4 Things You MUST Know About Fallen Flags
The Season for Stars and Stripes: fixing a torn flag
Summer in the U.S. means patriotism and flag flying. It also means Independence Day celebrations and the swelling of national pride at a time of year when a glance in any direction is sure to include the visage of Old Glory flying high.
The right breeze can open an American flag and make her beautiful as ever. But accidents happen, and too much wind or weather can cause a flag to fall or become damaged.
Take, for instance, the circumstances of this person, who wrote to us:
"When I got home from work today my American flag was on the ground. We have a bracket on the house with a pole. There was a storm and I guess it blew the flag and pole out of the bracket. My neighbor told me I can’t fly it anymore since it touched the ground. Is that true?"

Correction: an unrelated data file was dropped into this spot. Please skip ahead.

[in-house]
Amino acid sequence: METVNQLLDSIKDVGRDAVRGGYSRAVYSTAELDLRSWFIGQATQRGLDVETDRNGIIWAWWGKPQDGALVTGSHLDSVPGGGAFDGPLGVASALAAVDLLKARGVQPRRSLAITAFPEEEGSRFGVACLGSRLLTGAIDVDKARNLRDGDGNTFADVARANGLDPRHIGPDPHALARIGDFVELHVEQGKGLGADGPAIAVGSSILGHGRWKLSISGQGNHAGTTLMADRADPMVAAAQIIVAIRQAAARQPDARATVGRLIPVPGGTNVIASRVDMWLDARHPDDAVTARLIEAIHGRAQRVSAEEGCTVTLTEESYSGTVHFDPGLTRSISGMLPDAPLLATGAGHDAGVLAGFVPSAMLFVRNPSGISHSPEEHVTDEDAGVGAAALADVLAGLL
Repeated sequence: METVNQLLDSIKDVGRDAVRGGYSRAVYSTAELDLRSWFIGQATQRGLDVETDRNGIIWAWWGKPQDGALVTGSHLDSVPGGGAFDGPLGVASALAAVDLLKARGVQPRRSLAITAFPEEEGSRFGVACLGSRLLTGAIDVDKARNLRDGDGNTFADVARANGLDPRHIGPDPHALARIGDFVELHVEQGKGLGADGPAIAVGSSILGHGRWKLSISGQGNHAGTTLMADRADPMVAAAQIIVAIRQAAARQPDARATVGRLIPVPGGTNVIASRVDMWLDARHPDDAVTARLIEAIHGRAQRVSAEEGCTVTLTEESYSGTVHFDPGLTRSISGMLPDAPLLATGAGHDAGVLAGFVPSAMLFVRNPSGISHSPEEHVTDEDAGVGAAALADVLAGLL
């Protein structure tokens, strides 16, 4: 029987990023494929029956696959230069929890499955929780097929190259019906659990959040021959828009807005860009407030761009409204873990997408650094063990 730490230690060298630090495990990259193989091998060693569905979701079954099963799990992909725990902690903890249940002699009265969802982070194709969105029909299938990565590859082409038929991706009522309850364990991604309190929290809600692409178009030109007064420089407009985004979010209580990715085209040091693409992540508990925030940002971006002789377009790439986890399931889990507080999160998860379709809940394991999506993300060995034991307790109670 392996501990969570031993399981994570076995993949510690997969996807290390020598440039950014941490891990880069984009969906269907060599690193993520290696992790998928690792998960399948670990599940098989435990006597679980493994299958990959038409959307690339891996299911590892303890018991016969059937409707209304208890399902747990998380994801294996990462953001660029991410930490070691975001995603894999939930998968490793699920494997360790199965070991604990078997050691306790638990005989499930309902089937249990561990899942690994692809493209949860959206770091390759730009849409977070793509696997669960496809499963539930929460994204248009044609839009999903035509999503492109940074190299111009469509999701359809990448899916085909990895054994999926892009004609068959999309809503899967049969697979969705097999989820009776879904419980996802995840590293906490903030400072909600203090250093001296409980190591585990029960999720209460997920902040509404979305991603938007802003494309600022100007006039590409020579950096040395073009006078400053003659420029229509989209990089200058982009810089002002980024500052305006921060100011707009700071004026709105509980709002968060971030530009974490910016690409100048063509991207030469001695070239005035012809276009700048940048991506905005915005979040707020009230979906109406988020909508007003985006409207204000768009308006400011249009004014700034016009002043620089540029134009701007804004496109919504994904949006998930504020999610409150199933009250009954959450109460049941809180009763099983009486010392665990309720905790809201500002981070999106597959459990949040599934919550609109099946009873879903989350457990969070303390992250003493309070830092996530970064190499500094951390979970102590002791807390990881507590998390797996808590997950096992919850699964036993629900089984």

This is a tricky question for many, because the answer truly depends upon the condition of the flag. We always refer to the United States Flag Code with regard to our flags.
The U.S. Flag Code does read that, out of respect, "the flag should never touch anything beneath it, such as the ground, the floor, water, or merchandise."
The code does not state that the flag cannot be displayed anymore since it touched the ground.
If a flag is soiled or torn as a result of the storm, different rules apply. . .
4 Guidelines to Help You Determine if a Fallen Flag Should Fly Again:
- If a soiled flag can be properly cleaned, it can be displayed again.
- If the soil does not come out, the flag should be properly retired.
- If the flag was torn, it should be properly mended.
- If the flag cannot be mended, it should be properly retired.
If you have flag flying questions, just call us. We would love to help!
Have a great day from your friends at LIBERTY FLAGS, The American Wave®
Subscribe to Our Newsletter
Half-staff notifications. Promotions. New products. Helpful content. Directly to your inbox.